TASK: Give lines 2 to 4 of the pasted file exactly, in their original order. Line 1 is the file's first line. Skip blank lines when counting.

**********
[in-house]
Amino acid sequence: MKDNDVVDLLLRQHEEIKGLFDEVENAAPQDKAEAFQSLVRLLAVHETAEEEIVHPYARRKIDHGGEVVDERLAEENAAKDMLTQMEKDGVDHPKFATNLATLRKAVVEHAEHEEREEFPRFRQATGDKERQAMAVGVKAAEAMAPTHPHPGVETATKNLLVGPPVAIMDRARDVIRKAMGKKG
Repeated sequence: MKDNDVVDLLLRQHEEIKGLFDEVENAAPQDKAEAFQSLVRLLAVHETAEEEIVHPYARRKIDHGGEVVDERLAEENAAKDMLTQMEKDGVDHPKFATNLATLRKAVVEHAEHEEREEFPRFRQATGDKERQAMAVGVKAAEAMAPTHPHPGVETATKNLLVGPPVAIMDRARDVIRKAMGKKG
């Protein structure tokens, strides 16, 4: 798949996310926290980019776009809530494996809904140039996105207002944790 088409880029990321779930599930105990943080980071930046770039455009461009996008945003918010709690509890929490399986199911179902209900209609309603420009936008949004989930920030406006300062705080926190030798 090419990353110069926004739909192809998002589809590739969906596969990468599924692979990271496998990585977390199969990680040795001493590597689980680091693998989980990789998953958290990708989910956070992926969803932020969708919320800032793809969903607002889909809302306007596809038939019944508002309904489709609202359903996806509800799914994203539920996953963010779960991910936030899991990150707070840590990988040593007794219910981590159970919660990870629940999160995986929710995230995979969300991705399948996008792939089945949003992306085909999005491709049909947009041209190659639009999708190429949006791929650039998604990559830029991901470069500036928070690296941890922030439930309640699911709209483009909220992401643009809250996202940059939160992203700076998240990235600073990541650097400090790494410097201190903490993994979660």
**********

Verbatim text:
Amino acid sequence: MKDNDVVDLLLRQHEEIKGLFDEVENAAPQDKAEAFQSLVRLLAVHETAEEEIVHPYARRKIDHGGEVVDERLAEENAAKDMLTQMEKDGVDHPKFATNLATLRKAVVEHAEHEEREEFPRFRQATGDKERQAMAVGVKAAEAMAPTHPHPGVETATKNLLVGPPVAIMDRARDVIRKAMGKKG
Repeated sequence: MKDNDVVDLLLRQHEEIKGLFDEVENAAPQDKAEAFQSLVRLLAVHETAEEEIVHPYARRKIDHGGEVVDERLAEENAAKDMLTQMEKDGVDHPKFATNLATLRKAVVEHAEHEEREEFPRFRQATGDKERQAMAVGVKAAEAMAPTHPHPGVETATKNLLVGPPVAIMDRARDVIRKAMGKKG
């Protein structure tokens, strides 16, 4: 798949996310926290980019776009809530494996809904140039996105207002944790 088409880029990321779930599930105990943080980071930046770039455009461009996008945003918010709690509890929490399986199911179902209900209609309603420009936008949004989930920030406006300062705080926190030798 090419990353110069926004739909192809998002589809590739969906596969990468599924692979990271496998990585977390199969990680040795001493590597689980680091693998989980990789998953958290990708989910956070992926969803932020969708919320800032793809969903607002889909809302306007596809038939019944508002309904489709609202359903996806509800799914994203539920996953963010779960991910936030899991990150707070840590990988040593007794219910981590159970919660990870629940999160995986929710995230995979969300991705399948996008792939089945949003992306085909999005491709049909947009041209190659639009999708190429949006791929650039998604990559830029991901470069500036928070690296941890922030439930309640699911709209483009909220992401643009809250996202940059939160992203700076998240990235600073990541650097400090790494410097201190903490993994979660």